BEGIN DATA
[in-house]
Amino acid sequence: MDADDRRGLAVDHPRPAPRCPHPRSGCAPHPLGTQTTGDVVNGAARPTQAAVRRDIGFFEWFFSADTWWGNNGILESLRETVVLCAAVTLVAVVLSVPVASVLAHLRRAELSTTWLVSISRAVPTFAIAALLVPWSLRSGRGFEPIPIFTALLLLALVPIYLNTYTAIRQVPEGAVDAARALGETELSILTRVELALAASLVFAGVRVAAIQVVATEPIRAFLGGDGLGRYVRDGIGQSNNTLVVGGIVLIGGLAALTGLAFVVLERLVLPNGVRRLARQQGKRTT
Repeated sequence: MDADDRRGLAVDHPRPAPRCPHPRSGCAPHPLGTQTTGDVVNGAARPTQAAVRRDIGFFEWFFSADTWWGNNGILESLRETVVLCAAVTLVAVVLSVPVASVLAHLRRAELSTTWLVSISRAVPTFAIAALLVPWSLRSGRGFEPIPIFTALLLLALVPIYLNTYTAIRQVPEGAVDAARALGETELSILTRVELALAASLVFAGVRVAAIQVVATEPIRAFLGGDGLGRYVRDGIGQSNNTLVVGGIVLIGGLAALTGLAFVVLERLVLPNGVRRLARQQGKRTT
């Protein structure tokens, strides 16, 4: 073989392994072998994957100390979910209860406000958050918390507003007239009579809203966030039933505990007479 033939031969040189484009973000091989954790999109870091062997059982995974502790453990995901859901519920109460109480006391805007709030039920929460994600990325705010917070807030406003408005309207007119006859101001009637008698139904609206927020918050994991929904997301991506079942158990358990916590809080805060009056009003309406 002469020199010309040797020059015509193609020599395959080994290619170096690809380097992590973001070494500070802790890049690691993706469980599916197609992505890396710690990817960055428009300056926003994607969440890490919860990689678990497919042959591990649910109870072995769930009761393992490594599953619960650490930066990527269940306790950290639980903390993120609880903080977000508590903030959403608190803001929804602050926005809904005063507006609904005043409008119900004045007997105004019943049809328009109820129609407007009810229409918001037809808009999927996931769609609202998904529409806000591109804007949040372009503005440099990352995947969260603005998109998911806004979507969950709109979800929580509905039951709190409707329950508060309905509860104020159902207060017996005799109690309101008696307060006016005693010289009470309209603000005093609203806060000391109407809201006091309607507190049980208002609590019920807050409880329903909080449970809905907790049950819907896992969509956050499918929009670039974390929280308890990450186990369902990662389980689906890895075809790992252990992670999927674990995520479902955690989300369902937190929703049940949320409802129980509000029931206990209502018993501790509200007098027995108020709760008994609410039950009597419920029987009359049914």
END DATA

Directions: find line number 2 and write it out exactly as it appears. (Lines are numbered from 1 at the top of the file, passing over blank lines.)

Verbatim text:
Amino acid sequence: MDADDRRGLAVDHPRPAPRCPHPRSGCAPHPLGTQTTGDVVNGAARPTQAAVRRDIGFFEWFFSADTWWGNNGILESLRETVVLCAAVTLVAVVLSVPVASVLAHLRRAELSTTWLVSISRAVPTFAIAALLVPWSLRSGRGFEPIPIFTALLLLALVPIYLNTYTAIRQVPEGAVDAARALGETELSILTRVELALAASLVFAGVRVAAIQVVATEPIRAFLGGDGLGRYVRDGIGQSNNTLVVGGIVLIGGLAALTGLAFVVLERLVLPNGVRRLARQQGKRTT